10,000 Russos, Ugly Mother’s, Nick Branton and David Kelly: Phase One, Liverpool

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10,000 Russos By Chris Flack

On a decidedly chilly November night, Getintothis’ Chris Flack popped down to Phase One for a night of Psych, Skuzzy noise and cruelty to instruments, this is his post-match report.

It’s a brave man that competes with an event that involves Liverpool and Man City in Anfield, there is a lot to play for too, eight points at the last count, so we were a little apprehensive as we made our way down Seel Street.

This might well be a Getintothis’ gig but as we make our way to Phase One we notice it’s only the bars with gargantuan teles that have any crowd, there doesn’t appear to be a lot of gig-goers round town.

It’s probably worth pointing out that, according to a journalist we follow on Twitter, it is just 45 days til Christmas, even less to December 12 and democratic doomsday, which is where his countdown is focused.

People are at that ‘Oh Shit I haven’t bought any gifts yet and I’ve only got one wage packet to go‘ stage, so there are more than a few reasons why you might expect a quiet Sunday night gig.

We apologise unreservedly for bringing that whole Christmas thing up, but, thems the breaks kid.

As it stands, the room was a little quiet as we settled in with a cold pint in a foolhardy attempt to warm up, the temptation to rummage through the racks of records in search of a Christmas present or two was a thought not lost on us as we waited for Nick Branton and David Kelly to take to the stage.

While the room was still a little quiet, Nick and David decided they were going to do their best to challenge our preconceptions about what a quiet Sunday meant.

In a display that had us considering a call to the Royal Society For The Protection of Musical Instruments, they launched into a set that was verging on the very edge of lunacy.

It’s as if someone has found an acid jazz den in Brooklyn and spent the last few hours spiking the musicians’ drinks, there wasn’t an instrument on stage left unabused.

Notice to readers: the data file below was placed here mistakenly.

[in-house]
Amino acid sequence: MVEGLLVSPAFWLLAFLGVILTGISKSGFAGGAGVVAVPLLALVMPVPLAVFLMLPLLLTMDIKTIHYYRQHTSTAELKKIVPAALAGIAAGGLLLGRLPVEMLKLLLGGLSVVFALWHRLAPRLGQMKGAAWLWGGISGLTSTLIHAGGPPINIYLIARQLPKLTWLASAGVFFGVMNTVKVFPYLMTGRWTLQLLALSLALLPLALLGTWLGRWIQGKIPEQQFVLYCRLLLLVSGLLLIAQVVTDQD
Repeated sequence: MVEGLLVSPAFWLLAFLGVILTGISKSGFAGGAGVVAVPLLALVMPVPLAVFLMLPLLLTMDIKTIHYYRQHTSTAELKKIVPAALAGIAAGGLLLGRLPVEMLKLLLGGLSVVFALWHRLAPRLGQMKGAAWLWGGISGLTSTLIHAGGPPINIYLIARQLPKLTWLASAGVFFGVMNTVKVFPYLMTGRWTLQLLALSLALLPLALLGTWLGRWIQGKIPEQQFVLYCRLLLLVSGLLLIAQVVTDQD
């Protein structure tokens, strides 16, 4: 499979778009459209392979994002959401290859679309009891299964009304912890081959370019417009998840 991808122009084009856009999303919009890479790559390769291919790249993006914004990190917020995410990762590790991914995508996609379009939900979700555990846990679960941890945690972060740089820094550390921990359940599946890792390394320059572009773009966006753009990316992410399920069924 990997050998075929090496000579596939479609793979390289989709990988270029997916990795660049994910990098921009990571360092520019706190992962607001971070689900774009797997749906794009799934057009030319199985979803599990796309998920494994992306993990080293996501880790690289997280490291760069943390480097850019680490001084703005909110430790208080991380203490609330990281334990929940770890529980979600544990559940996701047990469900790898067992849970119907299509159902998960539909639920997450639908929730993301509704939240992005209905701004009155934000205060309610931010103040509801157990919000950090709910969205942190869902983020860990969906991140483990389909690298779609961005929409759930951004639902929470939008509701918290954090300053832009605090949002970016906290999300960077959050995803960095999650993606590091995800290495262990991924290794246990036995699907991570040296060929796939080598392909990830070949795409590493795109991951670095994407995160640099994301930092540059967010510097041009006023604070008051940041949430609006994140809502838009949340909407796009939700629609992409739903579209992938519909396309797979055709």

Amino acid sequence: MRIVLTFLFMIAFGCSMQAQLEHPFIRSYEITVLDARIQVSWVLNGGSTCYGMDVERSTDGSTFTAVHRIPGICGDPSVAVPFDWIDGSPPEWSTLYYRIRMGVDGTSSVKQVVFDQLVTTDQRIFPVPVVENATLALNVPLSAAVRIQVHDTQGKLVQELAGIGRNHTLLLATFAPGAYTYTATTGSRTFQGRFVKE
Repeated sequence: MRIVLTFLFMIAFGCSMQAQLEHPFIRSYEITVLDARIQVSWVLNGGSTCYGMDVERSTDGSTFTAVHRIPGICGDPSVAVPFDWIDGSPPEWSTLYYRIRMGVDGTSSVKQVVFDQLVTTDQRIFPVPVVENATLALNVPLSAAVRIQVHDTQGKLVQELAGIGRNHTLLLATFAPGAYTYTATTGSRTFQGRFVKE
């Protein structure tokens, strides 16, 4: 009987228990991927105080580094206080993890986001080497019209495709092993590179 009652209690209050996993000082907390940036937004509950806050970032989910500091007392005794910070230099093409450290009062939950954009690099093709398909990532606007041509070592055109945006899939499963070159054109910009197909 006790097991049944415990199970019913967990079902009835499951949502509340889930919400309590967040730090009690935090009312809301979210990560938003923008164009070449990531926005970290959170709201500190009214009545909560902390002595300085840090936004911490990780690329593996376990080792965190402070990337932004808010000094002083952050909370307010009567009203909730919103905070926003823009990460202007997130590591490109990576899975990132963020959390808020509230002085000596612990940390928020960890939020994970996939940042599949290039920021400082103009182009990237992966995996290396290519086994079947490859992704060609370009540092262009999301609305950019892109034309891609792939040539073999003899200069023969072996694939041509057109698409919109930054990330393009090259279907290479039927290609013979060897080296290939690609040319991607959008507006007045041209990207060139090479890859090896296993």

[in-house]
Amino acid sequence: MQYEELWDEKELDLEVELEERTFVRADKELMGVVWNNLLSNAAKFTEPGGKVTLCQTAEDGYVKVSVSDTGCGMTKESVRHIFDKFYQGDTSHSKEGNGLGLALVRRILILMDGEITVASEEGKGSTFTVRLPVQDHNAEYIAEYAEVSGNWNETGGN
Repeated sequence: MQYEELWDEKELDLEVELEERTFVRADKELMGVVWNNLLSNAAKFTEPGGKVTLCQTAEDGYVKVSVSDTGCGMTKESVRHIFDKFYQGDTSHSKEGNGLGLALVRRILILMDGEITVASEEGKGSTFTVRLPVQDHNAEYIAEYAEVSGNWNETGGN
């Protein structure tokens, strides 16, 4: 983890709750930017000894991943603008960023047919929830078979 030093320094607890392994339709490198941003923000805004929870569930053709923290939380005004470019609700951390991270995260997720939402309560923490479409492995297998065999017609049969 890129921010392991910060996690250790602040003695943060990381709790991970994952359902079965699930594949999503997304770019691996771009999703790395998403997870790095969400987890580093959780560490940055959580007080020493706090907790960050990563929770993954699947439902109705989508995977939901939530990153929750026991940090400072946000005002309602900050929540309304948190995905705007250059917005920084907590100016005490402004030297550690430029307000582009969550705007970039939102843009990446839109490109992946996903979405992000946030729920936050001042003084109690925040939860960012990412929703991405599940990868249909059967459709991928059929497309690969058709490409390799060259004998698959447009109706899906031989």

The drums were given a hefty kicking, they were trussed up, throttled, smothered and strangled.

The saxophone and Alto Sax were thrown around the stage, similarly abused, a plastic bottle was used at one point to effectively gag the saxophone in what looked like live musical waterboarding.

All this on a Sunday Night? Heaven forfend.

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The resulting sound they make is both affecting and alarming, calming and disorientating, normal and abnormal, these things sound like they’re supposed to, in some ways, and yet they sound nothing at all like they’re supposed to.

This stuff sets you on edge, and maybe it’s supposed to, it fucks with your internal rhythms, throws you off balance, and maybe it’s supposed to, and maybe that’s the art of making noise.

London quintet Ugly Mothers are an entertaining bunch, and given that it’s a Sunday we were reminded of an old past time. At home, Sunday was the day for Nutts Corner Market, the place teemed with bargain hunters every week without fail. It was a joy, if not one that had an overwhelming number of copyright infringements involved.

That was our memory as Ugly Mothers took to the stage. Their matching overcoats and five-pound ‘Burberry style’ scarves had us wondering where they stopped on their way up this morning.

We were looking forward to this, the last time they were here they literally set fire to the stage. And not in a ‘oh literally‘ way, they actually set fire to the stage.